The big news at the last UUA Board meeting is not Arizona

The big, unrecognized news at the last meeting of the Board of Trustees of the Unitarian Universalist Association wasn’t about the 2012 Phoenix General Assembly — see http://www.uuworld.org/news/articles/175338.shtml — but internal matters: things we can effectively change. Indeed, can be changed with a bit of red pencil. One relates to internal transparency — more about… Continue reading The big news at the last UUA Board meeting is not Arizona

A metropolis without Unitarian Universalists; no, dozens, really

Later. Title changed to its opposite to correctly reflect the facts herein. Oops. Dear readers, to recap. I data-hacked the Unitarian Universalist Association directory and mapped it to Office of Management and Budget-defined areas: some metropolitan, some micropolitan, the balance rural. More or less. I wanted to find which low-population areas had Unitarian Universalist congregations… Continue reading A metropolis without Unitarian Universalists; no, dozens, really

Where else to plan #2: liberal Christian deserts

I’ll keep this short. The conventional wisdom says the United Church of Christ and the Episcopal Church — sometimes the Lutherans and the Disciples — have filled the ecological niche of liberal Protestantism that once included Unitarians and Universalists, thus we don’t need to form new Christian churches, or perhaps only benefit from planting those that speak… Continue reading Where else to plan #2: liberal Christian deserts

Where else to plan #1: micropolitan areas

Since the question of church planting has struck a nerve, I think it’s fair to ask where Unitarian Universalists should prioritize new church starts, if other factors are equal. (But this implies a corporate interest in church planting; yet I live in hope.) Consider the 577 micropolitan areas in the United States, “as defined by… Continue reading Where else to plan #1: micropolitan areas

How many new congregations?

I’m trying to get the lay of the land, respecting new(ish) churches that have joined the Unitarian Universalist Association. I wrote about the batch that were welcomed at General Assembly 2006 — goodness! more than four years ago — and so wanted to know how many more were in. I was horrified by what I… Continue reading How many new congregations?

Second Universalist Church weekend!

My long-suffering husband has agreed to entertain himself this weekend while I work on the new church start. Getting the social media pieces set up, a provisional site and quite a bit of research and wordsmithing. Also researching Joomla, since it has CiviCRM integration and that might be very useful. And thanks to UUWorld for… Continue reading Second Universalist Church weekend!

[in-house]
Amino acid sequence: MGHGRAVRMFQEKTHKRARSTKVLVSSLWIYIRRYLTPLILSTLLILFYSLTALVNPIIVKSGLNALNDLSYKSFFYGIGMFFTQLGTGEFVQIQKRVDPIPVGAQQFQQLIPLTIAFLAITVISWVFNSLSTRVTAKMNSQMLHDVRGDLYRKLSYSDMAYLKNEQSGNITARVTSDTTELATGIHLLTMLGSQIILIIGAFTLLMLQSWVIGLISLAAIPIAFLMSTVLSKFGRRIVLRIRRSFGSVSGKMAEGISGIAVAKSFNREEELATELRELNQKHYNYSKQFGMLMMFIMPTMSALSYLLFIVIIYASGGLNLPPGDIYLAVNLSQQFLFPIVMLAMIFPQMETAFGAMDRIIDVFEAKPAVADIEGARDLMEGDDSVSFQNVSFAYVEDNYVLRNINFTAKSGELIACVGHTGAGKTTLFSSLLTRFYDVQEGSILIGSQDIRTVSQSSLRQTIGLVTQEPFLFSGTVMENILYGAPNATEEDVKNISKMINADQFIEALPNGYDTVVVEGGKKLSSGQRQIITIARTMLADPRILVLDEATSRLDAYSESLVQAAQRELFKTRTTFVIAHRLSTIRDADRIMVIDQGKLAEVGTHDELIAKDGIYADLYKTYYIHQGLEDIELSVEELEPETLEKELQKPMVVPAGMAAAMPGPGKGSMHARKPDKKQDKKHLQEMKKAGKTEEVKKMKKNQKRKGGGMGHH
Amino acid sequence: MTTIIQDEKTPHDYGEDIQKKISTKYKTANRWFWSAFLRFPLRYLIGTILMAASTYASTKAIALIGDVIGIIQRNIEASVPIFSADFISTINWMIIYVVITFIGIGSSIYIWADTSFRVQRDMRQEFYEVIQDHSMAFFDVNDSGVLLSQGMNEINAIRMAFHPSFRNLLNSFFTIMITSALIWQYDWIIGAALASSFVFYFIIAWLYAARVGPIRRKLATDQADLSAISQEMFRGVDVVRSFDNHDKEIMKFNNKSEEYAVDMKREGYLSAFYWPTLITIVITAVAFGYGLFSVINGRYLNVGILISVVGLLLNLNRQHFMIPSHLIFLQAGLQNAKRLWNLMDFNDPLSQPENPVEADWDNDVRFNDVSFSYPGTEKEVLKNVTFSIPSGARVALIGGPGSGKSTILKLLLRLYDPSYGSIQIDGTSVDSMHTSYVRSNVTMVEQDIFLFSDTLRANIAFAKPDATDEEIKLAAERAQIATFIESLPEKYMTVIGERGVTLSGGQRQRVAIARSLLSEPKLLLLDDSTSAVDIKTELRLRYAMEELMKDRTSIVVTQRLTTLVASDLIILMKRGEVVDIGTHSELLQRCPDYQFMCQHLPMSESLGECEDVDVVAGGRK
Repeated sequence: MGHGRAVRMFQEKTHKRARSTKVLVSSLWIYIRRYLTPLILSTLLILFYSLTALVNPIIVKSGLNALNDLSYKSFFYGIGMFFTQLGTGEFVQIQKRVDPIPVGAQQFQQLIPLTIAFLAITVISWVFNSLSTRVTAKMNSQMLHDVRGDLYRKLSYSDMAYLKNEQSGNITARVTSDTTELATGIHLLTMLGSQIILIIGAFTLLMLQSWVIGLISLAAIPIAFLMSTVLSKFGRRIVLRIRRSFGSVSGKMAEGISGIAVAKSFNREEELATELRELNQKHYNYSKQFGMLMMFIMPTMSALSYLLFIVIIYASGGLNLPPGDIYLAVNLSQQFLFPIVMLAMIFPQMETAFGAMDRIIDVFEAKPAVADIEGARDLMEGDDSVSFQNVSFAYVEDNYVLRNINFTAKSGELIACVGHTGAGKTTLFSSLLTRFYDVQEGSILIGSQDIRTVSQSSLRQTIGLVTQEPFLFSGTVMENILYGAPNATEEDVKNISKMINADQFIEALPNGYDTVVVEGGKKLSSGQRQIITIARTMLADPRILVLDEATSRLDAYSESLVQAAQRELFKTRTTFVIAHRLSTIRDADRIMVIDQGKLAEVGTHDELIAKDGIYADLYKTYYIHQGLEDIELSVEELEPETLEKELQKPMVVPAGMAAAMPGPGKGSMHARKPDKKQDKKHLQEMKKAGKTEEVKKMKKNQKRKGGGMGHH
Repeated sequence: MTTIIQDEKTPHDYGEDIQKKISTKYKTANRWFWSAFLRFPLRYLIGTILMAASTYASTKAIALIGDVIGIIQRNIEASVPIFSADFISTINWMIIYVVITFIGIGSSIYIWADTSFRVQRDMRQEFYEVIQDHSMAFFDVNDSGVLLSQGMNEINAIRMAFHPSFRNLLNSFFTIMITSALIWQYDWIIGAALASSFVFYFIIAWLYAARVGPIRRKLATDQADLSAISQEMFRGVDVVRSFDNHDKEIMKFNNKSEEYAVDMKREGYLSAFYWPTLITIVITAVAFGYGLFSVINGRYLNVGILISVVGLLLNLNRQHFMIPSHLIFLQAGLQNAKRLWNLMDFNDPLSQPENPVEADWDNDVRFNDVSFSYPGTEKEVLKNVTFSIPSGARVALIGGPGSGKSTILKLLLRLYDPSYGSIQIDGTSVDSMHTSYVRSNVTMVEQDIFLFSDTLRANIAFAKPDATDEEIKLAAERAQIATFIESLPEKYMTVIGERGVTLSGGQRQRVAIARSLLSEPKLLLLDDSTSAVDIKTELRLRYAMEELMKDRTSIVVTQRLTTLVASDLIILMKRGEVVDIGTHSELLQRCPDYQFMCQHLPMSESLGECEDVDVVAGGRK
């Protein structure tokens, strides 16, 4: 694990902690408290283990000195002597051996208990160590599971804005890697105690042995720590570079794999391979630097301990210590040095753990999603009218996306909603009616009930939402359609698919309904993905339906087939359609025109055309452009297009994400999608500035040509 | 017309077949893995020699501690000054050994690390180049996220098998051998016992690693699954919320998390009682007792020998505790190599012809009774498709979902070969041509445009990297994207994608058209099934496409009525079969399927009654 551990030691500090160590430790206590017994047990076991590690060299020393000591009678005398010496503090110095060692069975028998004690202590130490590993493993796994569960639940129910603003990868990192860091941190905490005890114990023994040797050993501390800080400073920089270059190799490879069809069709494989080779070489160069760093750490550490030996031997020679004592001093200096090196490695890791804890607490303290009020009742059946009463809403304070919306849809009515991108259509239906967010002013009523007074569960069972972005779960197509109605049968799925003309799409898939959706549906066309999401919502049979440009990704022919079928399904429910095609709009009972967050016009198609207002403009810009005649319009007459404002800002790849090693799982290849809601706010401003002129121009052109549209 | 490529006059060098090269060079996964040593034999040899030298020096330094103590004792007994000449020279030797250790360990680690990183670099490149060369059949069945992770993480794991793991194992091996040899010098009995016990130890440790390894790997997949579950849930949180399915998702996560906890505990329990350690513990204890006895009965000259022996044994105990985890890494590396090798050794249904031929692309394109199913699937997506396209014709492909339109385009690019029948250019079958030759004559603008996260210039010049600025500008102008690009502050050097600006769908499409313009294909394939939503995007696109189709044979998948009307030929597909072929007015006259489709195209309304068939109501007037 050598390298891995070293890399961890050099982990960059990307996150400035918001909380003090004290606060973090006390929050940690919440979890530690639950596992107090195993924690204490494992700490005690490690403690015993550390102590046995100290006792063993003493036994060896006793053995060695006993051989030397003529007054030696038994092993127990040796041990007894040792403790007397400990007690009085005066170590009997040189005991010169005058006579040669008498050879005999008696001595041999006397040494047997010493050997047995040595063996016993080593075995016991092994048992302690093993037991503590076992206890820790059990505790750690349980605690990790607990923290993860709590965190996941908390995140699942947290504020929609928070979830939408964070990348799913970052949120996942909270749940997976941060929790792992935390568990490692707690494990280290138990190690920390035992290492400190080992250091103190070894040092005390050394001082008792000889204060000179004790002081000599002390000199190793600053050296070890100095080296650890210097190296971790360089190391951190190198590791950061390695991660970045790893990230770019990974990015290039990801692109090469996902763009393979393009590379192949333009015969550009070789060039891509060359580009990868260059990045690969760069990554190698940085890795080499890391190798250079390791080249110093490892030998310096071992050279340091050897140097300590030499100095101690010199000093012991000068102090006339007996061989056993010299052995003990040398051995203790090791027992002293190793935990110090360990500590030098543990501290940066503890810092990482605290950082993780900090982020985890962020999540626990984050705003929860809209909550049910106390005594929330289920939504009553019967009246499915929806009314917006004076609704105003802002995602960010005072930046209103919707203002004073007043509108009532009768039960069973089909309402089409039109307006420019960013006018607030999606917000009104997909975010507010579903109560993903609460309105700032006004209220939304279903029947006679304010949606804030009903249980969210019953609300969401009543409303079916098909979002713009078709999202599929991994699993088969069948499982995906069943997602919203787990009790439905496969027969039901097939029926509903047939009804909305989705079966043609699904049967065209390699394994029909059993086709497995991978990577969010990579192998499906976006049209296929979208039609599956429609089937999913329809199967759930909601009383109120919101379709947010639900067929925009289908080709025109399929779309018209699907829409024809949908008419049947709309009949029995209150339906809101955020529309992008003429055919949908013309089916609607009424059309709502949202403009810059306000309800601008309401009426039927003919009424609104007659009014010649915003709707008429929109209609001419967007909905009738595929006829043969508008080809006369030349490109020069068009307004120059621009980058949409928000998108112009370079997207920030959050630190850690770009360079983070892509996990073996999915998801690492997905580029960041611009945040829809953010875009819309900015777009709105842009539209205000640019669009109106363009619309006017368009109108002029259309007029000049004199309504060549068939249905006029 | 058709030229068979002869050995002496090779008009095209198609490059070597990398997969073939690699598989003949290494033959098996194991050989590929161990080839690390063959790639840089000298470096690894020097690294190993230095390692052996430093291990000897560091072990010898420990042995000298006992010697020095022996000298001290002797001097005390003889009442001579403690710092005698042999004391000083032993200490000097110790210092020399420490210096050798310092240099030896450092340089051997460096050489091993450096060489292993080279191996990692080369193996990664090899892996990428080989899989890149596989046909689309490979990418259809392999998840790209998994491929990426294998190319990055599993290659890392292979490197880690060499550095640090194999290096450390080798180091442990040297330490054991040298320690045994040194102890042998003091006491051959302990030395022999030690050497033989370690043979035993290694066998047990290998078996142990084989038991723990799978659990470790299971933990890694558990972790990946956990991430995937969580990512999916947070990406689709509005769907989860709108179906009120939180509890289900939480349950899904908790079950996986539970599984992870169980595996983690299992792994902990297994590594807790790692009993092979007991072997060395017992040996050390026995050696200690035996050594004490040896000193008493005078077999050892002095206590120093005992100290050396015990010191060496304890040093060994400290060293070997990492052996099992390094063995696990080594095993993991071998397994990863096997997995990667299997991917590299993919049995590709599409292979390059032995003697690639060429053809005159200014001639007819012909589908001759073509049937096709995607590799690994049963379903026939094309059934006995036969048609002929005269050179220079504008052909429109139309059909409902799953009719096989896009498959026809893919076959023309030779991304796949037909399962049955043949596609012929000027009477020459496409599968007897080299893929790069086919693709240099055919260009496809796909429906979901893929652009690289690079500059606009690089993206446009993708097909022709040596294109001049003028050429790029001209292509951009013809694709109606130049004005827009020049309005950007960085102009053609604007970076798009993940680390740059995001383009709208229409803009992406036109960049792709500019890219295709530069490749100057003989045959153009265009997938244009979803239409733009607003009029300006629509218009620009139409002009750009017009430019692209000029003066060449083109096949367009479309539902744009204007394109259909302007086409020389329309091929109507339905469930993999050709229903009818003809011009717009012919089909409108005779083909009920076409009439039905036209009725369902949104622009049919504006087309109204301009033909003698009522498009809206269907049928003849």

A new church

I’ve started planning a new church for Washington, D.C. To be specific, a Universalist Christian church. As I put it in a letter to denominational and local stakeholders: My vision (much less the plans) for this new church is still developing, but I see it as a traditional-postmodern church start, as found in other denominations;… Continue reading A new church

The unincorporated churches option

Following up on two former blog posts, I want to introduce the Uniform Unincorporated Nonprofit Association Act. But what does the UUNAA has to do for UUs, or other people organizing religious congregations? There are really two uniform acts — 1996 and a revised version from 2008. Fewer than a fifth of all states have… Continue reading The unincorporated churches option

Unincorporated churches: the why of UUA polity

Digging into the Rules of the Unitarian Universalist Association, a church-planter would find Rule 3.3.5.f, which begins: A congregation should be incorporated when possible under the laws of the state in which it exists. A congregation shall include in its articles of incorporation or other organizing documents a clause providing that the assets of the… Continue reading Unincorporated churches: the why of UUA polity

Looking at membership and expenditure numbers, part 1

Better, I think, to do this in parts, interspersed with other topics. I have been opining that we’ve had the return of the Fellowship movement within the Unitarian Universalist Association (UUA). I think, however, the real mystery is why there is a lack of variety in new congregational development. Why the insistence on “full service”… Continue reading Looking at membership and expenditure numbers, part 1